Monday, January 25, 2016
Plaintiffs in East Ramapo, New York, have brought a unique claim against New York's Education Department. They allege that it is liable for the local school board's mismanagement of the school district. They argue that the school board is being driven by board members who send their children to private schools and do not have the public schools' interests at heart. Plaintiffs rely on a number of recent third-party investigations and reports that document the school board's "fiscal mismanagement, misuse of funding and resources, and favoritism toward private school students," which have caused an inadequate and unqualified supply of teachers, denials of basic services for special needs students and English Language Learners, denials of access to music and art, and a shortage of equipment and supplies. This mismanagement, they argue, deprives students' of the constitutional right to a sound basic education in the state.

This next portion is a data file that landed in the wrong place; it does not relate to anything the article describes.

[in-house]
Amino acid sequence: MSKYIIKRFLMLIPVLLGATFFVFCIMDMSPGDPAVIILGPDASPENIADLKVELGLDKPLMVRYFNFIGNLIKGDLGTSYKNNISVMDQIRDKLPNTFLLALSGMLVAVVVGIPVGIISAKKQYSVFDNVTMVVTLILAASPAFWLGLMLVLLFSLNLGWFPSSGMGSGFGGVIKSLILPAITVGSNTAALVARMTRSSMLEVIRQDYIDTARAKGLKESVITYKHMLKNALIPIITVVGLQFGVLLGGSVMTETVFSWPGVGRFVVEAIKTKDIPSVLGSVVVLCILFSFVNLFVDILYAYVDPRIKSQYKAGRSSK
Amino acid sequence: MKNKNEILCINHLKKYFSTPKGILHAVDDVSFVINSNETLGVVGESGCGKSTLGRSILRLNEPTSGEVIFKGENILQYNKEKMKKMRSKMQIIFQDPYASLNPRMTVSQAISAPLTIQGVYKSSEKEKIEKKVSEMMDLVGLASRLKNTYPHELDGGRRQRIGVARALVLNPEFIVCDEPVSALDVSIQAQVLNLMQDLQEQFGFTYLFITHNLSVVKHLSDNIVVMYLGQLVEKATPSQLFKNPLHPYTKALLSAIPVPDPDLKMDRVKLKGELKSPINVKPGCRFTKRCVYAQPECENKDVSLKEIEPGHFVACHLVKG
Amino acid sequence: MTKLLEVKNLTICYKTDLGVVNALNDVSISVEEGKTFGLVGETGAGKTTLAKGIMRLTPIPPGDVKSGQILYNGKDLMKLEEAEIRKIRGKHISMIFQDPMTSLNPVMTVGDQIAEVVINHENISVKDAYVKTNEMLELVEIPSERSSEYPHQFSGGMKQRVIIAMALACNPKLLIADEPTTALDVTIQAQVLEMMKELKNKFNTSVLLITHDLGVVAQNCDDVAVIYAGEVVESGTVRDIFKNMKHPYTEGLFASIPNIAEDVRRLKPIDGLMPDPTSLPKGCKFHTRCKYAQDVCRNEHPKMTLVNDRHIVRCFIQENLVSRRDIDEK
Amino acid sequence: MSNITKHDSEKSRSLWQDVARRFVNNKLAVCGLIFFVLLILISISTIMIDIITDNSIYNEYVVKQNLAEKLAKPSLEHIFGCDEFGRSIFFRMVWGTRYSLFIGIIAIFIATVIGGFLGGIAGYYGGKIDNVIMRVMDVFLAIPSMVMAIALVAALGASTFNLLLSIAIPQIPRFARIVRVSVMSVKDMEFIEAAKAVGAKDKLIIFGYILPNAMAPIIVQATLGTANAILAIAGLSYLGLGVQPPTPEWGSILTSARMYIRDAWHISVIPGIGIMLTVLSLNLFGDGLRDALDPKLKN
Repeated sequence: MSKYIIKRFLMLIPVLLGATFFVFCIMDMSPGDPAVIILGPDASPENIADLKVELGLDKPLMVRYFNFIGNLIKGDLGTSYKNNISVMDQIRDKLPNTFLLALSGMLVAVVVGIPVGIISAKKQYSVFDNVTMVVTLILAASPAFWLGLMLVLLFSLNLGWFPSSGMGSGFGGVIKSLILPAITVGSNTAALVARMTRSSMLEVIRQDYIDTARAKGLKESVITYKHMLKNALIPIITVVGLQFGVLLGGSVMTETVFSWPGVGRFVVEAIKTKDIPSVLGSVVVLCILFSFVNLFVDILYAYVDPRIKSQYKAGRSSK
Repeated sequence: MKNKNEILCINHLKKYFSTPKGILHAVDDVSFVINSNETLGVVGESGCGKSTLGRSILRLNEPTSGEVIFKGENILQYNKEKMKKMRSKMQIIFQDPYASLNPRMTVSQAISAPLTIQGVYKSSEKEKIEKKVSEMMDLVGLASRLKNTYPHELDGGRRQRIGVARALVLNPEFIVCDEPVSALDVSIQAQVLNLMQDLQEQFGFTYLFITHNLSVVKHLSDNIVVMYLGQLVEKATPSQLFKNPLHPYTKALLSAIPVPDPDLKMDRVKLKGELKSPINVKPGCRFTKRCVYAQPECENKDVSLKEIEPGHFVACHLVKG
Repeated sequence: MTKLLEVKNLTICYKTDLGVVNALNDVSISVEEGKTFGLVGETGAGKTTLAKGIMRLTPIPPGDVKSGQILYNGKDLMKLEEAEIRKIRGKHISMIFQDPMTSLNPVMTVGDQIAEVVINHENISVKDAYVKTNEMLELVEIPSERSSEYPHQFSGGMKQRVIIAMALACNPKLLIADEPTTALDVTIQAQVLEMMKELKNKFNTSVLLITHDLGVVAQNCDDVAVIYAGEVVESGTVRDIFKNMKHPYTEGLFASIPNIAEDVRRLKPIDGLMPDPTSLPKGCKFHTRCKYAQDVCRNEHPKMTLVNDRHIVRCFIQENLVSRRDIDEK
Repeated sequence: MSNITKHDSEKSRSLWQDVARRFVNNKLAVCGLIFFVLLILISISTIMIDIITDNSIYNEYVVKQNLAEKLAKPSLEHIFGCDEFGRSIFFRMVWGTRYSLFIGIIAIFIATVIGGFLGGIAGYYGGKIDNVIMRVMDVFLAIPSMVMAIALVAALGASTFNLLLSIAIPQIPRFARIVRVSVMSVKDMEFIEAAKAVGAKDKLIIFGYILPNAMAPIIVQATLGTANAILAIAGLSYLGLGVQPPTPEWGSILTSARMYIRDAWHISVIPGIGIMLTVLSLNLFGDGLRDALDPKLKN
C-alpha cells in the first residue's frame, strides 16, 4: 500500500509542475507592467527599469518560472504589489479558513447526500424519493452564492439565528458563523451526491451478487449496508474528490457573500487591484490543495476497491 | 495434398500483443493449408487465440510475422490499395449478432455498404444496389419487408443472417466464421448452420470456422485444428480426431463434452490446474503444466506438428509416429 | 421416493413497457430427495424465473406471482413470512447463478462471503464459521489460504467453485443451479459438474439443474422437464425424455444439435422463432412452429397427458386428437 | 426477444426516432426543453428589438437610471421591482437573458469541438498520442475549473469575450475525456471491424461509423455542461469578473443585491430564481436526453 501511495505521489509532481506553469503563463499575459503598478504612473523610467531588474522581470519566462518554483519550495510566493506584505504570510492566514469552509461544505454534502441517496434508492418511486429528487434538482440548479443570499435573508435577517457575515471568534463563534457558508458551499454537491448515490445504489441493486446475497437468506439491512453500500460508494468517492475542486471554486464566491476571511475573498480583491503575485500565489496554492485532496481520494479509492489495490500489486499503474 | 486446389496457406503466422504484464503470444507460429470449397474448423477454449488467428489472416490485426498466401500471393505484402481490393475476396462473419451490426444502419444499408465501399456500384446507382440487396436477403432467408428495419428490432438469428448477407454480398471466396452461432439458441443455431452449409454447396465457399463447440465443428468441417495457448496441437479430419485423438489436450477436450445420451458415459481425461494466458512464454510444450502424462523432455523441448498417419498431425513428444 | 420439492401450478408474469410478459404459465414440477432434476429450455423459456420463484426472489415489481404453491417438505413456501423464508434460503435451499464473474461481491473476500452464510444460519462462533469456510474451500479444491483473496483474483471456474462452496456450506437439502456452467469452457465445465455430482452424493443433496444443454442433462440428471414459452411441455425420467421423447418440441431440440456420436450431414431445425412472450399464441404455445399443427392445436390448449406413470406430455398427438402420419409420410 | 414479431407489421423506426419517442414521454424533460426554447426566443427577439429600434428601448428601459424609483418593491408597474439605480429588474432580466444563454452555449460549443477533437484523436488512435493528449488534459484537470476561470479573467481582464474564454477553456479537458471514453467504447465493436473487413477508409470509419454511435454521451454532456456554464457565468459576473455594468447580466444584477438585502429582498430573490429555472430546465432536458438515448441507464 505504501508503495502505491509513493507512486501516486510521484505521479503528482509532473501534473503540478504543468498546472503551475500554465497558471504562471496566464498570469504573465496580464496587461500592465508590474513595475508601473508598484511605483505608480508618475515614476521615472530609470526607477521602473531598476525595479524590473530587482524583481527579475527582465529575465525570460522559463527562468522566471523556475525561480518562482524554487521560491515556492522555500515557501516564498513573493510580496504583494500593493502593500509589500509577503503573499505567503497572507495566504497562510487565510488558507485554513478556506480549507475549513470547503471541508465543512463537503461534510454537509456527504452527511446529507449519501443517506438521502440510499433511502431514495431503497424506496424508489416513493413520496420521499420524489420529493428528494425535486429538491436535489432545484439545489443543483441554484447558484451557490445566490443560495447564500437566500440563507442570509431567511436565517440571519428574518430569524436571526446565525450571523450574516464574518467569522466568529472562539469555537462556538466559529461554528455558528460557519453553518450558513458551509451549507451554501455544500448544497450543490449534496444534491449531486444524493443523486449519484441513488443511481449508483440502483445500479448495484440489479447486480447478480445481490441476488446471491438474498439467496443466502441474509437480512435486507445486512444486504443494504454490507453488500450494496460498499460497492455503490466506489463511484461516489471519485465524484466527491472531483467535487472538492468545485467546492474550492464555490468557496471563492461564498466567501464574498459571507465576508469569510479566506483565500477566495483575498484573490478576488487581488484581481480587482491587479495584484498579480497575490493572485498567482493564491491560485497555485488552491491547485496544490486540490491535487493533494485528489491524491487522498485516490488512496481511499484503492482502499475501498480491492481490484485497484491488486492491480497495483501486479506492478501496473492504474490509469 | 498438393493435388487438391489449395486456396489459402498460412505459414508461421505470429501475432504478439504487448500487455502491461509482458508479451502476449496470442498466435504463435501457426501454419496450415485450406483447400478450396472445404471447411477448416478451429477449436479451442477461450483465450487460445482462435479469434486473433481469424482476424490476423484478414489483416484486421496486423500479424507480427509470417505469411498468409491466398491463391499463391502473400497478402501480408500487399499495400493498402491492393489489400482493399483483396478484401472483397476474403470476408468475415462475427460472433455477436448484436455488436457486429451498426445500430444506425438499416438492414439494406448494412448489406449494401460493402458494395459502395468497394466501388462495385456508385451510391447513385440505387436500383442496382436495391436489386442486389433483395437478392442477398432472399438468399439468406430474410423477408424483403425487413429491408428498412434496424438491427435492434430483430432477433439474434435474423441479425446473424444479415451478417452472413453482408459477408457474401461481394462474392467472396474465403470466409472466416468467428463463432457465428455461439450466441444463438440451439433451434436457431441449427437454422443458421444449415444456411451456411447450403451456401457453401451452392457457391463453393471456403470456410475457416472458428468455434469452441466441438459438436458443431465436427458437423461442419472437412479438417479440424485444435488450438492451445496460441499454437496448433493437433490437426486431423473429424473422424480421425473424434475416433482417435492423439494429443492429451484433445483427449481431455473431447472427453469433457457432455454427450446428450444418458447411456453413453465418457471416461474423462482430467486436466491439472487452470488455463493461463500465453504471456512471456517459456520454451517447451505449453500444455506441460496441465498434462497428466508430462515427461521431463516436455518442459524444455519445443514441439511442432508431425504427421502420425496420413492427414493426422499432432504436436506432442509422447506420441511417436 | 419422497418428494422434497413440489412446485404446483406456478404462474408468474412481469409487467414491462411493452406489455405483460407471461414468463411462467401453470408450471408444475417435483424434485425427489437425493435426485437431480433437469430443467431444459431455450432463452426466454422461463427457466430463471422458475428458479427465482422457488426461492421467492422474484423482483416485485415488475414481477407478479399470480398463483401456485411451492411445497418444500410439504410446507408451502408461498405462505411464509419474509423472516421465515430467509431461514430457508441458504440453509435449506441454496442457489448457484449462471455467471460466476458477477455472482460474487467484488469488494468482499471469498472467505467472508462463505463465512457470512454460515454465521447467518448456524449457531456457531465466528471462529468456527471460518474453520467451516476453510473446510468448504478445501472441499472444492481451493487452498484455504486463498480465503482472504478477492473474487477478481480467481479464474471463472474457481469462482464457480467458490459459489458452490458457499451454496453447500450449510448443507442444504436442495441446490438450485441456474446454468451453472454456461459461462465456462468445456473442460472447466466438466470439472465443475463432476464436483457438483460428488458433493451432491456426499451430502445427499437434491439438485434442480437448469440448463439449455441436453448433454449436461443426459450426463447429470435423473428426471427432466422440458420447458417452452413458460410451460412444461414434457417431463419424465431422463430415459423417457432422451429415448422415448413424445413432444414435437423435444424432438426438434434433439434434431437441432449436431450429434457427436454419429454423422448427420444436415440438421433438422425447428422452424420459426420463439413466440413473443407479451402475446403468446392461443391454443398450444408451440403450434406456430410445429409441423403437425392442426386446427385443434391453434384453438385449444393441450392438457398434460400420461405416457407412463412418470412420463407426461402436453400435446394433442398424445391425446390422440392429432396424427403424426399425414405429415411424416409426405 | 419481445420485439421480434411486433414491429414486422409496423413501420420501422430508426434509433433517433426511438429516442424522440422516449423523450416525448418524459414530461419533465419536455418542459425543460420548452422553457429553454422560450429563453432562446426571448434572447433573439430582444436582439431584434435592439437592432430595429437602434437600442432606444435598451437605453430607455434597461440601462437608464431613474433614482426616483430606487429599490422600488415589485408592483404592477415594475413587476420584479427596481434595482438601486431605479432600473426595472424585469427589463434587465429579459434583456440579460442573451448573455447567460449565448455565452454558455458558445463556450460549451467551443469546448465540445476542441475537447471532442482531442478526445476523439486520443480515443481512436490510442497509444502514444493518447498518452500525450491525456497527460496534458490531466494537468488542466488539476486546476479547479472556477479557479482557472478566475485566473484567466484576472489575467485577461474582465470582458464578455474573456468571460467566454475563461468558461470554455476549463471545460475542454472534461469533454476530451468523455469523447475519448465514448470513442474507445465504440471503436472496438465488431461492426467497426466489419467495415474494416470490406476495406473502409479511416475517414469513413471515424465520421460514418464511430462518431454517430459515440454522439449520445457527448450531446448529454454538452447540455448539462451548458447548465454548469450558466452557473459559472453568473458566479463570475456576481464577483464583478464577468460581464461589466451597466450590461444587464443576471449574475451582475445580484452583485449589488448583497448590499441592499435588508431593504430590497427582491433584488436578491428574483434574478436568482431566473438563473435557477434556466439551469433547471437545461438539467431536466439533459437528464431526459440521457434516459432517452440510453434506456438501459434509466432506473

This claim is analogous to a theory I forwarded here, arguing that local student assignment practices deprived students of their constitutional education rights and warranted legal action again the district. The point was that many of the legal duties imposed on the state in school finance litigation also extend to the local district, assuming that the local district's actions are the cause of an educational deprivation. The twist this new lawsuit includes is that, because the ultimate duty to ensure a constitutional education rests with the state, it is still the state that is obligated to step in and rectify local violations. Thus, rather than asking a court to force the local board to rectify the violations, it asks that the court order to the state to intervene in the district. This is a case to watch. It is being litigated by the Education Law Center and O’Melveny & Myers, so it is sure to be well-handled.